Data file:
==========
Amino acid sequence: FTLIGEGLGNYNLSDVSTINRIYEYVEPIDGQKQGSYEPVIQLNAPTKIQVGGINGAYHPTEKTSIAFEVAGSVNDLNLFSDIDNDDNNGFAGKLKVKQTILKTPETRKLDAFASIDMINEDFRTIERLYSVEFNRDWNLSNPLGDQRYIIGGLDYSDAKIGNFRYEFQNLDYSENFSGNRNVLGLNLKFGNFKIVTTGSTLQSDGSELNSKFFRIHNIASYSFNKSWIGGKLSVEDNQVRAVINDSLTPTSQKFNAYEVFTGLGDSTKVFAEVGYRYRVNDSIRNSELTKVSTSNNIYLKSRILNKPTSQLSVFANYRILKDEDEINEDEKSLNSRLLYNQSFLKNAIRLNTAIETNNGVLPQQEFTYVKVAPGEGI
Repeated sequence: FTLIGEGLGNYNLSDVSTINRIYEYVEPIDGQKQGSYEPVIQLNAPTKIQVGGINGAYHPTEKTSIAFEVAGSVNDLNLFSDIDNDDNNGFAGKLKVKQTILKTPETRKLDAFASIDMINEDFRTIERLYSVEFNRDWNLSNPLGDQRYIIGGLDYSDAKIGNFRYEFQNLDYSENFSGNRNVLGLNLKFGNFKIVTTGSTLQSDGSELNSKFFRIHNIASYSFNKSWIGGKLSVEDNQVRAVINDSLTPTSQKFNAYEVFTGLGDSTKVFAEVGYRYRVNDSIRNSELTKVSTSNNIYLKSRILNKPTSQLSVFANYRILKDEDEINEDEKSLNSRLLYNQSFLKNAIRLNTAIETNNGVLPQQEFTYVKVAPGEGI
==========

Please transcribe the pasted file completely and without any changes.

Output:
Amino acid sequence: FTLIGEGLGNYNLSDVSTINRIYEYVEPIDGQKQGSYEPVIQLNAPTKIQVGGINGAYHPTEKTSIAFEVAGSVNDLNLFSDIDNDDNNGFAGKLKVKQTILKTPETRKLDAFASIDMINEDFRTIERLYSVEFNRDWNLSNPLGDQRYIIGGLDYSDAKIGNFRYEFQNLDYSENFSGNRNVLGLNLKFGNFKIVTTGSTLQSDGSELNSKFFRIHNIASYSFNKSWIGGKLSVEDNQVRAVINDSLTPTSQKFNAYEVFTGLGDSTKVFAEVGYRYRVNDSIRNSELTKVSTSNNIYLKSRILNKPTSQLSVFANYRILKDEDEINEDEKSLNSRLLYNQSFLKNAIRLNTAIETNNGVLPQQEFTYVKVAPGEGI
Repeated sequence: FTLIGEGLGNYNLSDVSTINRIYEYVEPIDGQKQGSYEPVIQLNAPTKIQVGGINGAYHPTEKTSIAFEVAGSVNDLNLFSDIDNDDNNGFAGKLKVKQTILKTPETRKLDAFASIDMINEDFRTIERLYSVEFNRDWNLSNPLGDQRYIIGGLDYSDAKIGNFRYEFQNLDYSENFSGNRNVLGLNLKFGNFKIVTTGSTLQSDGSELNSKFFRIHNIASYSFNKSWIGGKLSVEDNQVRAVINDSLTPTSQKFNAYEVFTGLGDSTKVFAEVGYRYRVNDSIRNSELTKVSTSNNIYLKSRILNKPTSQLSVFANYRILKDEDEINEDEKSLNSRLLYNQSFLKNAIRLNTAIETNNGVLPQQEFTYVKVAPGEGI